Insights & Publications


Basel III: Now the hard part for European banks

New banking rules will squeeze capital and profits. But there are ways that banks can cope.

November 2010 | byPhilipp Härle, Theo Pepanides, and Sonja Pfetsch

At this month’s G-20 summit in Seoul, South Korea, global leaders endorsed the new rules on bank capital and funding issued by the Basel Committee on Banking Supervision. Now, banks in Europe and the United States face the challenge of finding ways to substantially boost their stocks of capital and funding under the new rules, which are intended to make the international banking system more resilient by addressing many of the flaws that became apparent during the credit crisis.

Our research suggests that the task will not be easy. Barring any mitigating actions, we estimate that banks in Europe and the United States will have to raise about €1.65 trillion of new capital, about €1.9 trillion of short-term liquidity, and about €4.5 trillion of long-term funding. The capital shortfall is equivalent to about 60 percent of all outstanding Tier 1 capital, and the short-term liquidity gap is about 50 percent of all the liquidity that banks currently hold. Banks are already mobilizing to reprice assets and cut costs further. Whatever they do, the new rules are sure to dent their profits. Our analysis shows that these rules could reduce return on equity (ROE) for the average European bank by between 3.7 and 4.3 percentage points by 2019, from the pre-crisis ROE average of 15 percent (pre-tax). Some banks might be hit even harder.

We believe banking leaders can respond through several actions. Among them is a set of “no regret” interventions to reduce capital and liquidity inefficiency. Banks can go further to restructure their balance sheets to improve the quality of capital and funding while also developing approaches to manage these scarce resources more thoughtfully. Some banks may recover up to 1.5 percentage points of ROE through these steps. Finally, several banks may seize the opportunity to effect substantial changes to their business model, making it more capital- and liquidity-efficient, adding new products, or scaling back some capital-intensive businesses. These steps may also help banks regain lost ground.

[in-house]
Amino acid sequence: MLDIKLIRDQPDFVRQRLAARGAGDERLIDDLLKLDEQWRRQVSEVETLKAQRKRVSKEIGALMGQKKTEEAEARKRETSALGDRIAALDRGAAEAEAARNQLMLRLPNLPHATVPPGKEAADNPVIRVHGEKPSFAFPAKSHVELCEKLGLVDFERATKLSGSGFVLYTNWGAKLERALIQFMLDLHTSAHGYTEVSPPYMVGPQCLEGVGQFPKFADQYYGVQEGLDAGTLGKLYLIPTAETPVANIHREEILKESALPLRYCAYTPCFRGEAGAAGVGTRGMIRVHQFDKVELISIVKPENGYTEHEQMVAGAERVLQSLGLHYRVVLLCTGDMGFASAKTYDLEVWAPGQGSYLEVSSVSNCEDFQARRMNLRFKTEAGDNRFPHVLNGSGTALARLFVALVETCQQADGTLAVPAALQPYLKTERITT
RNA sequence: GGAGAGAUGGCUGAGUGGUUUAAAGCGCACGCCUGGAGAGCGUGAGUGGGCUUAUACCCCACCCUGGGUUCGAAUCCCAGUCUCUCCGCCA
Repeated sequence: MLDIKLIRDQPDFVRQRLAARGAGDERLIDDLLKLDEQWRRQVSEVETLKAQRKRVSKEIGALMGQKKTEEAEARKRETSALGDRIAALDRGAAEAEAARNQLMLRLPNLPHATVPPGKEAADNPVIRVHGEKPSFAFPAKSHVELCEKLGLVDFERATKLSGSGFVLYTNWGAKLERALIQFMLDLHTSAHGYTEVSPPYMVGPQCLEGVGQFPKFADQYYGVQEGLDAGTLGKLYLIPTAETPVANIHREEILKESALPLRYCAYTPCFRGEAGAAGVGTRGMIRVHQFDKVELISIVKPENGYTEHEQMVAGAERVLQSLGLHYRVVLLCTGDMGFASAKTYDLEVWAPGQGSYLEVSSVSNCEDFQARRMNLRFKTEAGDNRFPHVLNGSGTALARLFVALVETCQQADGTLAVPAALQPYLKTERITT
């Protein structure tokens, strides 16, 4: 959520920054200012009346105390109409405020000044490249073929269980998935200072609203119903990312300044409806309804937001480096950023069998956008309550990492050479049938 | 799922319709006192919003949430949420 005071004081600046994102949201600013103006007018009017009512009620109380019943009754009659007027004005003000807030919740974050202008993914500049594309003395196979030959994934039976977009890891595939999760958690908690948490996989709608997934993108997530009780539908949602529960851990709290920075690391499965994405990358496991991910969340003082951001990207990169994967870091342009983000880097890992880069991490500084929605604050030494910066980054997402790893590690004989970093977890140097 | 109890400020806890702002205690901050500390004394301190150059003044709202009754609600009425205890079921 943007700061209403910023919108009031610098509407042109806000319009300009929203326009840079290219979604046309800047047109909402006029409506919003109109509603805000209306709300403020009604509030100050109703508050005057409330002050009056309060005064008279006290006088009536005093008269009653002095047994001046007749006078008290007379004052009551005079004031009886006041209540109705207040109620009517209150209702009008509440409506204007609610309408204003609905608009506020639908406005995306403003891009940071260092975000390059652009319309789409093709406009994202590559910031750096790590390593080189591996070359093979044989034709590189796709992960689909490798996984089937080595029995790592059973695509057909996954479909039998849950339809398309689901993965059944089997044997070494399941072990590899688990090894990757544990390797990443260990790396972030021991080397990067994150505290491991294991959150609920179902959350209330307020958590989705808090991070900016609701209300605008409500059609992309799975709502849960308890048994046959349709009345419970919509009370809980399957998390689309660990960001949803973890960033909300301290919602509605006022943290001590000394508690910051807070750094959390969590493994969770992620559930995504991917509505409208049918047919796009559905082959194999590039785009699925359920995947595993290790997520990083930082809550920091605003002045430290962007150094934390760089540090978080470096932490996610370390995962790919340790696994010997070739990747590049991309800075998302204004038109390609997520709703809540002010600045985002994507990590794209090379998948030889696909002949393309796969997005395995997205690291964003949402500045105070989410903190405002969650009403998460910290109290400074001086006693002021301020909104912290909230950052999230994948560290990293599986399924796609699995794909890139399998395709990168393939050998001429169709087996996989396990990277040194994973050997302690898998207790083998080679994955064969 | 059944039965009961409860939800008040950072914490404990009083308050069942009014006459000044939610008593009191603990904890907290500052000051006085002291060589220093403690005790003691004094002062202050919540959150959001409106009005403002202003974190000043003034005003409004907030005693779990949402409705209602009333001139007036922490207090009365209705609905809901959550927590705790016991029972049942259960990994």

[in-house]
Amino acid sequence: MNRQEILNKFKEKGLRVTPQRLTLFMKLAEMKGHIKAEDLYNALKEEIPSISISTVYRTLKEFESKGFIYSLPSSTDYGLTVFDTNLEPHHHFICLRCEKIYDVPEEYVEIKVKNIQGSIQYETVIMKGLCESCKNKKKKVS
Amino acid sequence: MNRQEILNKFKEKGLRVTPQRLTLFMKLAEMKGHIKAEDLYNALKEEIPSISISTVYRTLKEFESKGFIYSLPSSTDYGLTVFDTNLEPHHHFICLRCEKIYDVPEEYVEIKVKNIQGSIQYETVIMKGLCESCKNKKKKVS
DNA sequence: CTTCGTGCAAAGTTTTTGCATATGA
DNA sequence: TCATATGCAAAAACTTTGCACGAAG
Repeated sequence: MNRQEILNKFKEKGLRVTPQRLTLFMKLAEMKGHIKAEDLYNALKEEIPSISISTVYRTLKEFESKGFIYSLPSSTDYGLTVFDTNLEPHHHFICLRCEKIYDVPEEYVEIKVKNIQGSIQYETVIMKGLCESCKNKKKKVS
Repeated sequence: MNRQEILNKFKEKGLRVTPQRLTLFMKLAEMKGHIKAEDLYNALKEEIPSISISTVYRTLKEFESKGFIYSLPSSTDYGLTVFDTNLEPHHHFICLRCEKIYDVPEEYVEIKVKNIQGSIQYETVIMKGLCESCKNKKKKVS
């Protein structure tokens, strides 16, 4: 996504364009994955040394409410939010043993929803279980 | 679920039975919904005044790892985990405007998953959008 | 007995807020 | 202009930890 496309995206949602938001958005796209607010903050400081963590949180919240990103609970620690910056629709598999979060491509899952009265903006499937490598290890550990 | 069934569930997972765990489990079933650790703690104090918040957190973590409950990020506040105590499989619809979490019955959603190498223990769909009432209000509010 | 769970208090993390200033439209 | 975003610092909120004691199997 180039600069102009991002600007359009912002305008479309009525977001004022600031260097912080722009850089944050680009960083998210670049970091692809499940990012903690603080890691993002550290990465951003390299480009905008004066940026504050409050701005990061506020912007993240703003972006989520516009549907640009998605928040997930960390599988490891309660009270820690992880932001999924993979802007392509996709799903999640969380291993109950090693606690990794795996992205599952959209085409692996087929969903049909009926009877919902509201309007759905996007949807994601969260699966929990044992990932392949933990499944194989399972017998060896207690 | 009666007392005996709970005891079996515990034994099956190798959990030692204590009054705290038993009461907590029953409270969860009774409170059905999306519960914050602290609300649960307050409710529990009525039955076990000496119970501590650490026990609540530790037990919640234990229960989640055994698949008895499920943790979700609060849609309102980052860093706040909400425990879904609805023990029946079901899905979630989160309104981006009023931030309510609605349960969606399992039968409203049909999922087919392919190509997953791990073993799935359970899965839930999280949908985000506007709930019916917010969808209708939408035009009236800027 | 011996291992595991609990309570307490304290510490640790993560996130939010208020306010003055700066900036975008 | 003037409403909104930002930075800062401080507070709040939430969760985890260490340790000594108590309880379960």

Basel III compliance may cause significant capital and liquidity shortfalls for Europe and the United States.

Download the full report, Basel III and European banking: Its impact, how banks might respond, and the challenges of implementation.

About the authors

Philipp Härle is a director in McKinsey’s London office, Theo Pepanides is a principal in the Athens office, and Sonja Pfetsch is an associate principal in the Düsseldorf office.

Related articles

Whats next for global banks

What’s next for global banks

May 2010—Banking giants in emerging markets will probably do well in any likely economic scenario. Other banks face a more challenging future.more

  • includes:
Hidden in plain sight The hunt for banking capital

Hidden in plain sight: The hunt for banking capital

January 2010—The search begins at home.more

Whats next for US banks

What’s next for US banks

June 2009—Two different kinds of accounting—fair value and hold to maturity—have created two different kinds of crises. One is almost over. The other is only beginning.more

Deleveraging Now the hard part

Deleveraging: Now the hard part

January 2010—The challenge of managing the enormous debt burden weighing on global recovery is only just beginning.more

About this content

The material on this page draws on the research and experience of McKinsey consultants and other sources. To learn more about our expertise, please visit the Financial Services Practice.